Court approves sale of ShoreTrips to Hornblower Group

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Court approves sale of ShoreTrips to Hornblower Group

A Wisconsin judge today approved the sale of ShoreTrips, the shuttered cruise excursion-seller, to the Hornblower Group for $1.8 million.The sale is e

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A Wisconsin judge today approved the sale of ShoreTrips, the shuttered cruise excursion-seller, to the Hornblower Group for $1.8 million.

The sale is enough to satisfy all of ShoreTrips secured creditors and pending administrative claims, court-appointed receiver Seth Dizard said, but “unfortunately is not enough to pay all the unsecured creditors in full.”

That means travelers who paid nearly $5 million for excursions that were canceled but not refunded by the Milwaukee-based company when the pandemic shut down global travel won’t get full refunds.

Nonetheless, Dizard said it is enough to pay them a “substantial percentage of their unsecured claims, which in receivership is considered a favorable outcome.”

Reached after the hearing, Dizard said it was too early to estimate what that percentage might be. The deadline for submitting claims originally was set for March 1, but the court extended that by a month given to give creditors around the globe a chance to respond.

During Tuesday’s hearing, held via Zoom,  Milwaukee County circuit court judge Timothy Witkowiak indicated a number of objections had been filed to the proposed sale. But travel advisor Jason Webb of Mosaic Travel Design in Valencia, Calif., was the only person who spoke against it, saying he was speaking on behalf of thousands of consumers.

“I am disappointed that all the big fish will get their money, and all the consumers will not,” he said.

He told the judge that all the other companies he has worked with during the pandemic have been able to provide full or partial refunds for canceled plans. And, like many advisors and travelers, he questioned where the money went.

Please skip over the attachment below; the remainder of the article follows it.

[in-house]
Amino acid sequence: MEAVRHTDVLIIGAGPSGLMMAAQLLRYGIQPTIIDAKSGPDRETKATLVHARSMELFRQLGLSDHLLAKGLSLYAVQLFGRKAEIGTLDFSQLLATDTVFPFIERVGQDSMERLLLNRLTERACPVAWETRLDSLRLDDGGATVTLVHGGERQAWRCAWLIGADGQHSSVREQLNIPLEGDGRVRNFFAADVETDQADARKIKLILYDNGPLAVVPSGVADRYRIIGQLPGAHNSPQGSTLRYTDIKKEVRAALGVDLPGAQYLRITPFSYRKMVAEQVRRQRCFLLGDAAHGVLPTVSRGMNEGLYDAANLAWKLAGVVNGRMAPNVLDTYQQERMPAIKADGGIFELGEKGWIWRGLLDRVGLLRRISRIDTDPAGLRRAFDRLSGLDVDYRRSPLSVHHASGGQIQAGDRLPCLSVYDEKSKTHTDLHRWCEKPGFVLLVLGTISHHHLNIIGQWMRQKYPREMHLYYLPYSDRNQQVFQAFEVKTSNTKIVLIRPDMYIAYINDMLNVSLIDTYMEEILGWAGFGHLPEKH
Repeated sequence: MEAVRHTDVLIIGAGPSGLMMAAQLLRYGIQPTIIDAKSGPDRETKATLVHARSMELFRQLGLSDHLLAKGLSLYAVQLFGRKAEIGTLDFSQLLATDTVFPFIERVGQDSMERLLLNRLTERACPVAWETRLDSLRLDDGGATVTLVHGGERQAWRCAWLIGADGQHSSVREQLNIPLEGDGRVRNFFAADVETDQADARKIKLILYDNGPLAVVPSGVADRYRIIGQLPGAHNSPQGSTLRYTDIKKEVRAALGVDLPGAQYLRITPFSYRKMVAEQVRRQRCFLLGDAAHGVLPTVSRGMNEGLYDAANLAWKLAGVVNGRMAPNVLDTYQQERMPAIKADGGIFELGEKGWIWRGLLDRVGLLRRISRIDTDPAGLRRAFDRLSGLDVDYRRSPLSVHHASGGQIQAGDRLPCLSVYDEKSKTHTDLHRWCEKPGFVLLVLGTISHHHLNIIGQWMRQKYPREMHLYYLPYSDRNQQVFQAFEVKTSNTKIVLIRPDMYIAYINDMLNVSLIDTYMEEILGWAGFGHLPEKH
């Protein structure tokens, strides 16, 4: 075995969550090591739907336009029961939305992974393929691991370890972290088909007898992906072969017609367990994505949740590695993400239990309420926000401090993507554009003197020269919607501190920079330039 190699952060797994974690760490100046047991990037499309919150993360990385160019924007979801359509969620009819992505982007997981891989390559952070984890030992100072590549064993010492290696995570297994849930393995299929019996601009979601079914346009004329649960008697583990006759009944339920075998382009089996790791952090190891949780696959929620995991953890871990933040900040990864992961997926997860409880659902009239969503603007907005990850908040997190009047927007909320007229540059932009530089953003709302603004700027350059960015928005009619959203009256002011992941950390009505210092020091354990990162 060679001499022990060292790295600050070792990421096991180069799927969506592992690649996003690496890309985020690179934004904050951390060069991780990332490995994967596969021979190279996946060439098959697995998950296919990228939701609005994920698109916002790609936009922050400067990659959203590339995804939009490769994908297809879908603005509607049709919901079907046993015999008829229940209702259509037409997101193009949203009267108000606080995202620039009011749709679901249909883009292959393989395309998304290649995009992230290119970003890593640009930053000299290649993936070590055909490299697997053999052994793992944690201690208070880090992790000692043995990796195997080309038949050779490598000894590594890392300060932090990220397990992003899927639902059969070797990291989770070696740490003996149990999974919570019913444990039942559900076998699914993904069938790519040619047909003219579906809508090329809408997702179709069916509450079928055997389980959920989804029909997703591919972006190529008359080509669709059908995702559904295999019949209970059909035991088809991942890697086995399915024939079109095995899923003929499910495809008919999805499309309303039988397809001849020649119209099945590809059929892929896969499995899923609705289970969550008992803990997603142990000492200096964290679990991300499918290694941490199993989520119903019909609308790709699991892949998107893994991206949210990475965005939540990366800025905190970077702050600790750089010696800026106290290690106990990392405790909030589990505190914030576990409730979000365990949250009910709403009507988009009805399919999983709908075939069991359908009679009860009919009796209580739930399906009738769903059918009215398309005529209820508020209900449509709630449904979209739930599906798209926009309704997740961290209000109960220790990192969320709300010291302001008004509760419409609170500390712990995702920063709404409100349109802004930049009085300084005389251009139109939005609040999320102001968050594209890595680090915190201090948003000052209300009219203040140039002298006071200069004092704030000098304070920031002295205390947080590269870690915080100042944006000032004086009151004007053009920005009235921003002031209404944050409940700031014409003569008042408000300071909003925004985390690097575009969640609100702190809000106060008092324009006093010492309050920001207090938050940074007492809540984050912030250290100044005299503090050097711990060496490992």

“The money should have been held in a trust account,” he said. “I don’t understand how the agency could have had such overhead.”

Witkowiak said he understood Webb’s concerns but that the expected return to unsecured creditors will likely be higher than anything he has seen in 18 years on the bench.

Dizard, likewise, told Webb his concerns “do not fall on deaf ears” and said that once the sale is complete he will turn his attention to investigating the history of the business and “whether there are any other avenues of recovery.”

ShoreTrips founders Barry and Julie Karp did not immediately respond to an email seeking comment about the sale.

The company, which was one of the leading sellers of independent, commissionable cruise excursions, filed for protection from creditors in November in what is the Wisconsin state alternative to federal bankruptcy protection.

According to court filings, ShoreTrips had just $100,000 in cash, with debts exceeding $6 million. Liabilities include $4.76 million in customer deposits and payments, $974,324 in accounts payable and $345,000 in long-term debt.

Hornblower, the parent company of American Queen Steamboat Co., Victory Cruises and a number of day- and dinner-cruise companies, did not immediately respond to a request for comment on how ShoreTrips will fit into its business plan.

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